The Word of an Addict
Anybody who has lived with addiction, whether as an addict or with an addict, likely understands what I mean when referring to the word of an addict. Promises are made, then guarantees, then more promises, then more guarantees:
“I will do better.”
“I will stop during the week.”
“I won’t do this drug anymore.”
“I will only take it as prescribed.”
“I’ll get on that drug to help me get off this drug.”
“I can do it on my own. I just need to….”
“I just need to get away from that place.”
“It will be different this time, I promise.”
Addicts can be very convincing. Their lifestyle depends on their ability to protect their addiction at all costs, whether they realize it or not. Perhaps nobody takes the bait of an addict’s word more than the people who love them the most. A parent sees their child through the lens of love, and any parent who has raised their child, to be honest, wants to believe in their child.
“Perhaps nobody takes the bait of an addict’s word more than the people who love them the most.”
When I was knee-deep in my addiction, I was very adept at pulling on the right heartstrings at precisely the right time to convince my parents I could do this without help. “You must believe in me, I know how to do this,” I would say. “I’m on the right track, things are looking up.” One sob story after another, making one soon-to-be broken promise after another, all the while knowing I was utterly lost in the world. My words would come with the sounds of passion, conviction, and emotion while being completely void of any real substance. As soon as I had my parents back on my side and believing in me once more, I was off to the races to break their hearts all over again.
One of the key reasons I was so convincing is because a part of me believed what I was saying. I never had any real intention of doing it right there and then. That was reserved for my drugs. But I believed I would do something about it “tomorrow”.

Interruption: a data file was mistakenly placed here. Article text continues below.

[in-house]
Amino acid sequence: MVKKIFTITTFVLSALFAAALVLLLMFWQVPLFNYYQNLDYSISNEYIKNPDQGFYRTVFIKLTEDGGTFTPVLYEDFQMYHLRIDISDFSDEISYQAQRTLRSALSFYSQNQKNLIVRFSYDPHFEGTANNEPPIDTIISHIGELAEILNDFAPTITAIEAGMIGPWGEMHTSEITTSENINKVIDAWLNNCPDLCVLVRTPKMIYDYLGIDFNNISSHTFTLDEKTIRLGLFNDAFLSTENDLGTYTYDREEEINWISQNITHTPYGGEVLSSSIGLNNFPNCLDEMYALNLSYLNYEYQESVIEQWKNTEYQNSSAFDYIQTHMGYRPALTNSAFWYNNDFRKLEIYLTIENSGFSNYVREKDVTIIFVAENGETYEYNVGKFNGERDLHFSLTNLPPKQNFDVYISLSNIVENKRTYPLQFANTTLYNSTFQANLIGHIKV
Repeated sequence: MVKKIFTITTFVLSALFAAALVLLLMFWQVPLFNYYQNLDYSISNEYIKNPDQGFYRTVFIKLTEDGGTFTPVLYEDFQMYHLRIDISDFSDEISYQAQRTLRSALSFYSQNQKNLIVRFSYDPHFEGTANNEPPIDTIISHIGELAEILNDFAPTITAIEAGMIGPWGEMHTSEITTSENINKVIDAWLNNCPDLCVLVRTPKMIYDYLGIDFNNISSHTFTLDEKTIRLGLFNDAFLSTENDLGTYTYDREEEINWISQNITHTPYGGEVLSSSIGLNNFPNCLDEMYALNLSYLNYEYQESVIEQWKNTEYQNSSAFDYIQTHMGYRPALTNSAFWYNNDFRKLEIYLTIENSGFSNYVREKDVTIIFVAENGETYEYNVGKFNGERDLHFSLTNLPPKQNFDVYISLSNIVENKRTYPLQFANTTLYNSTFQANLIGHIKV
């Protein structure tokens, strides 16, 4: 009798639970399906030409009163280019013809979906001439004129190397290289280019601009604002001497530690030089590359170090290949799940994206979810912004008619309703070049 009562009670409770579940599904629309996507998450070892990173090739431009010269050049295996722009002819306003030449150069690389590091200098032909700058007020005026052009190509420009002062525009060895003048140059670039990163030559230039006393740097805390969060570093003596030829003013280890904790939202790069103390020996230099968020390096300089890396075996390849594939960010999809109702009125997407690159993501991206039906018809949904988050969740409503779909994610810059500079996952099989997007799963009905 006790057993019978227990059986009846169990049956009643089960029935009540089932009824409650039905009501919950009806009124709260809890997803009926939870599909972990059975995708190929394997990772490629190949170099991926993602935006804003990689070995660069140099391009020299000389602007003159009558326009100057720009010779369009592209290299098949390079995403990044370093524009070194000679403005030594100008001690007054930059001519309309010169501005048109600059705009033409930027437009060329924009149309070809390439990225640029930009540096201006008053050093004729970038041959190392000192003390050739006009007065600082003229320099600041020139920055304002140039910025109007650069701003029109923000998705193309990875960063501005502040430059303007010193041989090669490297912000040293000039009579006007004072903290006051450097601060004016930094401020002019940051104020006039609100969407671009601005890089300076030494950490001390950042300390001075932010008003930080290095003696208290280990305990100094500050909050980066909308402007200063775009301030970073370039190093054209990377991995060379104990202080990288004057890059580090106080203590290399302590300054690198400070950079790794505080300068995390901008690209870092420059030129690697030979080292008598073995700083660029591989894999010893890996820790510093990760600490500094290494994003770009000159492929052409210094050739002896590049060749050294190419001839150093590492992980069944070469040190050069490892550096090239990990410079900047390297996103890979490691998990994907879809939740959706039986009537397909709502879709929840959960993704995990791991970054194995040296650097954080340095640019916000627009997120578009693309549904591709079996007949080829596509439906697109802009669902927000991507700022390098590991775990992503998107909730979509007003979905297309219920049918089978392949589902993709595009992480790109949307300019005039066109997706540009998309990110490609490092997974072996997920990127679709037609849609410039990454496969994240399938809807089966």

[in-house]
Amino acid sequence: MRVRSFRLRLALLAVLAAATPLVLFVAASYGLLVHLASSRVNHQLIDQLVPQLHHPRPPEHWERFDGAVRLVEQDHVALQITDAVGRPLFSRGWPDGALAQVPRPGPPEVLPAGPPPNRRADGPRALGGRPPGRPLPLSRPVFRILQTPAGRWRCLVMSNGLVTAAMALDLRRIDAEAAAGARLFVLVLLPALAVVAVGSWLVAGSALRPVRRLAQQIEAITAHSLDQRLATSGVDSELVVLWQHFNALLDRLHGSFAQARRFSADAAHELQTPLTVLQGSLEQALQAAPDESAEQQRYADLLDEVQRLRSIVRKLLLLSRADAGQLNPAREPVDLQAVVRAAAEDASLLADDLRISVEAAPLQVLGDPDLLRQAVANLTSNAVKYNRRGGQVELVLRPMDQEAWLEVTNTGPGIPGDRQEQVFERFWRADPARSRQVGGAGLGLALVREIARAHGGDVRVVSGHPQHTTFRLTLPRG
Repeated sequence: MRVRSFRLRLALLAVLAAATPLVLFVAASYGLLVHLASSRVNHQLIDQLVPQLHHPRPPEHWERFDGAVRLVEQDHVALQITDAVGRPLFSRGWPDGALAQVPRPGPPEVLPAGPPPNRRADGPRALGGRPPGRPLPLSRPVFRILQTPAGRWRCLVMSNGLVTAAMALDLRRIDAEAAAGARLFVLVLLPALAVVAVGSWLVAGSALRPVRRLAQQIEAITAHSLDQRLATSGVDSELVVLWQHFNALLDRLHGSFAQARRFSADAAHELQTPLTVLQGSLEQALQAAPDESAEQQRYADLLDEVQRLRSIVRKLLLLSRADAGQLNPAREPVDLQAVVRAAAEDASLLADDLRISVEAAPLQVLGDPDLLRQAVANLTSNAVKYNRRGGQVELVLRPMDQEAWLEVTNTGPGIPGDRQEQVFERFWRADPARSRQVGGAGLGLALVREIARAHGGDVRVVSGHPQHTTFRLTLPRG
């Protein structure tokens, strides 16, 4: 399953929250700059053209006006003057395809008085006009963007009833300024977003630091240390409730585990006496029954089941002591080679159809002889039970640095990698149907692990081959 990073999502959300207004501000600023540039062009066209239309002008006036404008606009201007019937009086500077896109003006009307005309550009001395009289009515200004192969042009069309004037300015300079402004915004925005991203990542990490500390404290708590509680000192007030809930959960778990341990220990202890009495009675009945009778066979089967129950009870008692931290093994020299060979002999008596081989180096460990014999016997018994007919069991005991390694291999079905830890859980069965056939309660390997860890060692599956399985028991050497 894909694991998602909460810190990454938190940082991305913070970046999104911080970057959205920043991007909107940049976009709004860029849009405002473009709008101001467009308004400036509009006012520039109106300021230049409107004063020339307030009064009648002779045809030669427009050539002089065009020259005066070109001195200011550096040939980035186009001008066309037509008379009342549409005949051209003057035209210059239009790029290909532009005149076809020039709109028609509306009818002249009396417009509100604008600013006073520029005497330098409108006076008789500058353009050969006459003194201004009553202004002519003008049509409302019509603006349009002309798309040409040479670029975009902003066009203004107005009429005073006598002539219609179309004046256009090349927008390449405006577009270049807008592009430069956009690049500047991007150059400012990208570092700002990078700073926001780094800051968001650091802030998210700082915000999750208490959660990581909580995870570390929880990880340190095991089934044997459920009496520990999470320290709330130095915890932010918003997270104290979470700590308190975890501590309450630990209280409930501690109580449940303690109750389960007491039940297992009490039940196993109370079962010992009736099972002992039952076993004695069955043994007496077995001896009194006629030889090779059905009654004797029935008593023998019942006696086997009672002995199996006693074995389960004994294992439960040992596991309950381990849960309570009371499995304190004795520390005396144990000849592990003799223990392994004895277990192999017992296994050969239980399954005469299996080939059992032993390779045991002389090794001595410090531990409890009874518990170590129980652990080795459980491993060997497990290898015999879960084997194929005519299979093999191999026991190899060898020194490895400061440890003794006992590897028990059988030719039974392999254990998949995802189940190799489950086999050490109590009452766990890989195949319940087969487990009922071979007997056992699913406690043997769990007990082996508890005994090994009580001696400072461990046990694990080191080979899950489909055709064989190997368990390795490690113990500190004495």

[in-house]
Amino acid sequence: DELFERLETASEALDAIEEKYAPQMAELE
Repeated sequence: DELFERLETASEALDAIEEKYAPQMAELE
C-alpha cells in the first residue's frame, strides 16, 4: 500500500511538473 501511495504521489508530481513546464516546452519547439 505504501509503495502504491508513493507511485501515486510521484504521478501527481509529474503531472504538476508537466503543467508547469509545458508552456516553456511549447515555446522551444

This would continue until I had to come up with a new story and a new plan to tell my parents or girlfriend or whoever I was out to convince that day. I would put a new spin or shine on the same old fantasy. “I’ve got this. I’m going to do better. Things will be different this time. You must believe me.” And because my parents loved me unconditionally, they did. They took the bait over and over again. I can’t imagine anything that feels much worse for a parent than being lied to and manipulated by their now-unrecognizable child. They didn’t raise me to be that way, and they certainly didn’t understand why I never kept my word. But I did. I knew why. My addiction was doing the talking, and my addiction was acting for me.
Fortunately for me, my parents eventually stopped taking the bait and realized I couldn’t be trusted anymore. This is the hardest reality check I’ve ever seen my family go through. The pain in my parents’ eyes every time I made a promise—one in which they knew they could no longer believe—is something I’m unlikely to ever forget. This had to stop, the lies had to stop, the manipulation had to stop, the pain had to stop, the addiction had to stop.
“Today they no longer have the burden of enduring my empty promises because my word is no longer driven by addiction—it’s driven by me.”
This is all a reminder of just how bad my life had become in the grips of addiction. It’s also a reminder of how far I’ve come since I put a stop to it. With the help of my family, I got the help that I needed, I handled my addiction and today they no longer have the burden of enduring my empty promises because my word is no longer driven by addiction—it’s driven by me.
If you or anyone you know is seeking help, please reach out.
Justin P—Narconon Suncoast Graduate